The political turmoil in Egypt has sparked demonstrations around the world and in Calgary protesters gathered in front of City Hall to denounce the violence in their homeland.

The military overthrew President Mohammed Morsi’s government on July 3rd and since then Muslim Brotherhood members and supporters have attacked and torched police stations, churches, shops and homes in retaliation.

Since Morsi was deposed in the military coup, the Brotherhood has stepped up its confrontation with the new leadership, rallying thousands of supporters in sit-ins and vowing not to leave until Morsi is reinstated

On Wednesday, riot police broke up two sit-ins in Cairo by Morsi supporters and more than 600 people were killed and thousands more injured in the clashes.

The military action sparked days of violence that killed 173 people and injured another thousand more.

Prime Minister Hazem el-Beblawi, who leads the military-backed government, later told journalists that authorities had no choice but to use force in the wake of the recent violence.

"I feel sorry for valuable blood shed," el-Beblawi said. However, he cautioned that there will be no "reconciliation with those whose hands are stained with blood or those who hold weapons against the country's institutions."

On Saturday, Egyptian security forces stormed a Cairo mosque after they got word that another sit-in was being planned by the Brotherhood.

The violence has spurred public anger and in Calgary about 200 members of the Egyptian community protested in front of City Hall on Saturday.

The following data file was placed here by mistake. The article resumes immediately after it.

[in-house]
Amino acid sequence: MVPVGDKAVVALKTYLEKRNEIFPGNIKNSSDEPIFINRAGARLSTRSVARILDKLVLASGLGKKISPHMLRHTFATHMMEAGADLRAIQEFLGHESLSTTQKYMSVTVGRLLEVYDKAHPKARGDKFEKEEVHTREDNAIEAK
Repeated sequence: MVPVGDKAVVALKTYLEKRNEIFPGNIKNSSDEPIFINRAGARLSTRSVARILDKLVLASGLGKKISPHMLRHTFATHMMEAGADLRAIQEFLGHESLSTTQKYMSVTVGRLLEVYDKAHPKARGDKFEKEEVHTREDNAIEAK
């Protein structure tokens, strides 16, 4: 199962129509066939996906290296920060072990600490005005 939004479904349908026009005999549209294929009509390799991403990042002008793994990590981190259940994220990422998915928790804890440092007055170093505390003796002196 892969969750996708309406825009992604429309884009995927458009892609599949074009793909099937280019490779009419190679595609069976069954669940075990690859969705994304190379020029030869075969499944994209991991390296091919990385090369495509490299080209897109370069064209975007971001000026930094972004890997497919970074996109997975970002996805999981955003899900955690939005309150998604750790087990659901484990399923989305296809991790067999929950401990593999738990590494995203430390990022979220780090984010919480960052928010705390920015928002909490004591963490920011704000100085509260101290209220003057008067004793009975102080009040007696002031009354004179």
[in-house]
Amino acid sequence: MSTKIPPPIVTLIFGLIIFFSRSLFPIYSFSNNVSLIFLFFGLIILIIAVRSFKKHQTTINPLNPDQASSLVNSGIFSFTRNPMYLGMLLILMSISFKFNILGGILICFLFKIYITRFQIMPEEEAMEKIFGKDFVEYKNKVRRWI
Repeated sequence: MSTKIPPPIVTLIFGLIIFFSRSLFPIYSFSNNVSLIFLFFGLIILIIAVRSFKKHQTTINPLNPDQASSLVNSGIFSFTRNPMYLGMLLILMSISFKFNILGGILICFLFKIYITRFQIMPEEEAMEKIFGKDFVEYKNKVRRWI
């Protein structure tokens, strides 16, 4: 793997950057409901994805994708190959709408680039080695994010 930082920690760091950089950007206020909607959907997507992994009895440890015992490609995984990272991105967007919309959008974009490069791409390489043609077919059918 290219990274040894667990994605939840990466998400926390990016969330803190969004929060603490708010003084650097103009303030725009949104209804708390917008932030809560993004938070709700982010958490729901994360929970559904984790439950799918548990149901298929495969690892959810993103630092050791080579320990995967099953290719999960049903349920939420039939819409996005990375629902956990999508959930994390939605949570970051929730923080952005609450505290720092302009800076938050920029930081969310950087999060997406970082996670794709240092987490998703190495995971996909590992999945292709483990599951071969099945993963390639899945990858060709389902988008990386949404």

“The military are killing, have been killing innocent protesters who are doing the same thing that we are doing here, “said one man. “We’re lucky to be here to have the freedom of speech, we can express ourselves. We could have different opinions and we won’t be killed for that. There in Egypt unfortunately, what’s happening that people are killed because of their opinions so we’re here to make our fellow Canadians and Calgarians aware of what’s happening there.”

Some are calling on the Canadian government in intervene and say they want international interference to ensure the Egyptian government understands the consequences of its actions.

Others say the Brotherhood needs to be ousted from Egypt.

“This terrorism organization tried to destroy Egypt. Only yesterday they burned 20 churches,” said one woman. “

Foreign Affairs have confirmed that a permanent resident of Canada is among the dead. 

Amr Kassem, 24, of Toronto was shot during a protest in Alexandria on Friday. 

The military-backed government in Egypt has declared a state of emergency and has announced that it will look at banning the Brotherhood from the country.

(With files from